Lewes Castle

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Lewes Castle
Lewes, East Sussex
Lewes Castle towers.JPG
Two towers of Lewes Castle, West Sussex, photographed from the west
Lewes Castle is located in East Sussex
Lewes Castle
Lewes Castle
Shown within East Sussex
Coordinates50°52′27″N 0°00′25″E / 50.87417°N 0.00694°E / 50.87417; 0.00694Coordinates: 50°52′27″N 0°00′25″E / 50.87417°N 0.00694°E / 50.87417; 0.00694
TypeNorman
Site history
Built11th century
Built byWilliam de Warenne, 1st Earl of Surrey
MaterialsStone
Official nameLewes Castle
Designated28 August 1915
Reference no.1013268

Lewes Castle is a medieval castle in the town of Lewes in East Sussex, England. Originally called Bray Castle, it occupies a commanding position guarding the gap in the South Downs cut by the River Ouse and occupied by the towns of Lewes and Cliffe, it stands on a man-made mount just to the north of the high street in Lewes, and is constructed from local limestone and flint blocks.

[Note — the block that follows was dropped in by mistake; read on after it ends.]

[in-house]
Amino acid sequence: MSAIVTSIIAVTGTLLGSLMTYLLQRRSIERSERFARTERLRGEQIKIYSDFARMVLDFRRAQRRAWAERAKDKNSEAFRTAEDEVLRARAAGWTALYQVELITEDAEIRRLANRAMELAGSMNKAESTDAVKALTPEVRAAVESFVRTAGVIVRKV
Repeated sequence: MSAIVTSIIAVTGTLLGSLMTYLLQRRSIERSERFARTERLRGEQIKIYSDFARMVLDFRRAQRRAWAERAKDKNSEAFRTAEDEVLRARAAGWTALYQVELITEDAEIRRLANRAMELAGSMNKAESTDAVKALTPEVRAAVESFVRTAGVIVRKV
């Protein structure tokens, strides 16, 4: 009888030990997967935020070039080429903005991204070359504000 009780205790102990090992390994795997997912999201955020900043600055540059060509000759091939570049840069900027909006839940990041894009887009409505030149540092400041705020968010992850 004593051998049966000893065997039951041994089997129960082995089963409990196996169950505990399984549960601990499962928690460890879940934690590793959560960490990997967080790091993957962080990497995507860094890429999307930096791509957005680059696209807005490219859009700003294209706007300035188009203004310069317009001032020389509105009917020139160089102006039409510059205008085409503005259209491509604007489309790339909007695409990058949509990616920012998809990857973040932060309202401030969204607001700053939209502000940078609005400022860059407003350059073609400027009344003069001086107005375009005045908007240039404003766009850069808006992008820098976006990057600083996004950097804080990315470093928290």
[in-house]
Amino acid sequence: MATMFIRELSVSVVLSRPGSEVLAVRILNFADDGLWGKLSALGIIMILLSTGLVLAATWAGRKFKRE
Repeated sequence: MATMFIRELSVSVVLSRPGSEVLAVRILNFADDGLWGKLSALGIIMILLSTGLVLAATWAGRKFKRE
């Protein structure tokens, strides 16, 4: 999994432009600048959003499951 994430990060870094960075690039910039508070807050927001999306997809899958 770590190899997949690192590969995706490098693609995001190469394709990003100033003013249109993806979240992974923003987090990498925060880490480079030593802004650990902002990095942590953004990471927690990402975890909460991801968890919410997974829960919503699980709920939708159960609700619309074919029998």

History[edit]

The Barbican

The castle follows a motte and bailey design but, unusually, it has two mottes;[1] the only other castle in England to have two mottes is Lincoln Castle.[2]

The first motte, known as Brack Mount, was completed shortly after the Norman conquest of England in 1066 and the second motte, known as the Keep, was completed in the late 11th century.[1] Both mottes were built by William de Warenne, 1st Earl of Surrey.[1]

Soldiers were went out from the castle to engage with Simon de Montfort at the Battle of Lewes in 1264.[3]

Towers were added in the 13th century and the Barbican Gate was added in the 14th century;[1] when the last of the Warennes, John, the 7th Earl, died without issue in 1347, he was buried in Lewes Priory.[1] His title passed to his nephew Richard FitzAlan, 10th Earl of Arundel.[1]

The castle was leased by Sussex Archaeological Society from 1850 and was acquired by Charles Thomas-Stanford and gifted to the Sussex Archaeological Society in 1922.[1]

See also[edit]

References[edit]

  1. ^ a b c d e f g "Lewes Properties - Property information for Volunteers" (PDF). sussexpast.co.uk. Retrieved 19 September 2019.
  2. ^ Historic England. "Lewes Castle (1013268)". National Heritage List for England. Retrieved 19 September 2019.
  3. ^ "Lewes Castle". Castles, Forts and Battles. Retrieved 19 September 2019.

External links[edit]